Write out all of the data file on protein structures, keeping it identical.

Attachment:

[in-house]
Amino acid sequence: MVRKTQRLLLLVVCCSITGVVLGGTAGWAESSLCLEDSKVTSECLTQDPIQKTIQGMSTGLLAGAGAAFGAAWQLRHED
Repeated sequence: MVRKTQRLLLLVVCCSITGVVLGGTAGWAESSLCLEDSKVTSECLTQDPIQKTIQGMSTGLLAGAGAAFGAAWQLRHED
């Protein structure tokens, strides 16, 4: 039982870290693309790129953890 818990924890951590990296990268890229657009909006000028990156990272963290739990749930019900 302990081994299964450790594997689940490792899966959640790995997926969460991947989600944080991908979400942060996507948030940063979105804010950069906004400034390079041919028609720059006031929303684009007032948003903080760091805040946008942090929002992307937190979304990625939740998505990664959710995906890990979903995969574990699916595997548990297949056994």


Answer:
[in-house]
Amino acid sequence: MVRKTQRLLLLVVCCSITGVVLGGTAGWAESSLCLEDSKVTSECLTQDPIQKTIQGMSTGLLAGAGAAFGAAWQLRHED
Repeated sequence: MVRKTQRLLLLVVCCSITGVVLGGTAGWAESSLCLEDSKVTSECLTQDPIQKTIQGMSTGLLAGAGAAFGAAWQLRHED
């Protein structure tokens, strides 16, 4: 039982870290693309790129953890 818990924890951590990296990268890229657009909006000028990156990272963290739990749930019900 302990081994299964450790594997689940490792899966959640790995997926969460991947989600944080991908979400942060996507948030940063979105804010950069906004400034390079041919028609720059006031929303684009007032948003903080760091805040946008942090929002992307937190979304990625939740998505990664959710995906890990979903995969574990699916595997548990297949056994």